The law requires that a registered representative holding a Series 6 or Series 7 license must register with a broker-dealer in order to sell securities to the public. These clearing companies usually position themselves as one of three basic forms: full-service, discount or independent company.
Although the first two types of broker-dealers generally maintain a fairly high level of control over their representatives, independents usually allow their brokers to conduct business almost completely freely, which is important for many experienced producers who can afford to pay. Very attractive. Own management expenses and marketing expenses.
An independent broker-dealer was created to accommodate financial advisors who hold securities licenses and need to provide back-office support for services such as compliance and transaction execution. These companies usually cater to more experienced consultants who generate high revenues from a complex client base.
Most consultants in this category no longer need a manager to supervise them, and generally do not want their company’s marketing department to require them to sell proprietary products. Many independent broker-dealers provide more comprehensive products and services than discount or full-service companies under their umbrella. Although most companies of any type will provide mainstream products, such as mutual funds, annuities, unit investment trusts, low- and medium-level automated portfolio management, and retirement accounts, independent companies can usually provide advanced fund management platforms and alternative tools that are not available to the general public , Such as hedge funds, oil and gas partnerships, and turnkey investment or savings plans designed for specific market segments, such as medical professionals.
Eligible customers can also use other alternatives, such as venture capital, private placement and overseas holding.
Higher expenses, higher expenses
Another major advantage that independent broker-dealers offer planners is higher commission payments. Many discount brokers pay fixed salaries to their representatives and may also provide bonuses for production goals achieved at the branch or office level. Full-service companies usually provide a certain basic salary and set up a commission structure at the top. The commission percentage in this arrangement is usually between 30% and 60%, depending on the consultant’s production level, tenure and form of relationship with the company. Those who work as independent contractors usually get higher pay than those who are directly employed by the company. Of course, the planners and brokers who work in these companies usually have little or no management fees. The companies provide office space, business cards, marketing and administrative support, and other necessary amenities.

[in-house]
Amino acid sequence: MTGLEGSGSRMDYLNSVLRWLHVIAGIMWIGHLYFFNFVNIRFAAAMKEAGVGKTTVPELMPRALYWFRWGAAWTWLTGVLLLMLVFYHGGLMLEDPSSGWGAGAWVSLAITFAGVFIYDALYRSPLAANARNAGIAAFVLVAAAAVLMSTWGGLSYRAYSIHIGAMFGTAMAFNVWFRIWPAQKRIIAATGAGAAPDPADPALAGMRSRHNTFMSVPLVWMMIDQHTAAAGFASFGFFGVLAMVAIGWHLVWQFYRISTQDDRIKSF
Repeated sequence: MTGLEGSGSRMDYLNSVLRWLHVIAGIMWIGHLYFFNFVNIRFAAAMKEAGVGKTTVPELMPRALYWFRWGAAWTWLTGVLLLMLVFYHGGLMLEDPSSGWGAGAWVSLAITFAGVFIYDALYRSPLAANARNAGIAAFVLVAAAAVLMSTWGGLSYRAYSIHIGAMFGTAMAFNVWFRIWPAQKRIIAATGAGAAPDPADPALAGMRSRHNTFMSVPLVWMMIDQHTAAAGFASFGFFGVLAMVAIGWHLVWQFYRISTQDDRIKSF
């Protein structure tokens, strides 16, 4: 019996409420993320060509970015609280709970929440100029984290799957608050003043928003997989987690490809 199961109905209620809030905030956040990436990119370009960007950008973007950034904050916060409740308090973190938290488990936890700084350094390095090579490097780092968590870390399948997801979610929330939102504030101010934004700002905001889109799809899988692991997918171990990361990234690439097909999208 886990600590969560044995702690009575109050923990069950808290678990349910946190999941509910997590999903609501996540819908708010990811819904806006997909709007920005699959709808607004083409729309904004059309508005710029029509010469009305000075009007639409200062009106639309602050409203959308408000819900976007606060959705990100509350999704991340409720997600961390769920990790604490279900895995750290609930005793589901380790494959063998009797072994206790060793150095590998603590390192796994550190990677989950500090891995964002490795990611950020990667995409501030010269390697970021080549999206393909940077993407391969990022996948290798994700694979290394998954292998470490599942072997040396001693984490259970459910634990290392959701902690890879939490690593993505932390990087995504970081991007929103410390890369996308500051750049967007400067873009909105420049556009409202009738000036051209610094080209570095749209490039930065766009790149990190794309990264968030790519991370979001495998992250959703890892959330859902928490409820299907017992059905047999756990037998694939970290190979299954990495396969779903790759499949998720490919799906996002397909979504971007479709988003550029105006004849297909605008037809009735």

Independent companies usually provide 80%-95% commission payments, allowing sales representatives to earn more from the same amount of business. Of course, they do not provide full-service support to their brokers, so those trying to decide which type of company is best for them need to clearly understand the out-of-pocket expenses that they will pay in the following situations. They take the independent route.
Although independent broker-dealers will not tell their representatives how to run their business, FINRA and the SEC still require them to provide compliance monitoring to ensure compliance with all relevant regulations. Many companies will also provide additional clearing support to assist in account management and record keeping, although this service may come at a price. Sales representatives may have a certain degree of choice in the services they decide to use and pay for.
Key person; main force; important member
Although there are many independent broker-dealers in the market today, some of the largest and most famous companies include LPL Financial (LPLA), Raymond James (RFJ), Royal Alliance, Commonwealth, Cambridge, First Allied Securities, and Securian Financial. There are also some The company has both full-service and independent models, such as Ameriprise (AMP), Lincoln, AXA, Wells Fargo (WFC), Northwestern Mutual and Waddell & Reed.
Independent broker-dealers are usually the best choice for experienced planners because of their high commission expenses and minimal supervision. Sales representatives who choose to use them need to make sure that they will be able to generate enough revenue under this business model to cover their own expenses. For more information about independent companies, please visit the LinkedIn (LNKD) website of the National Association of Independent Brokers and Dealers.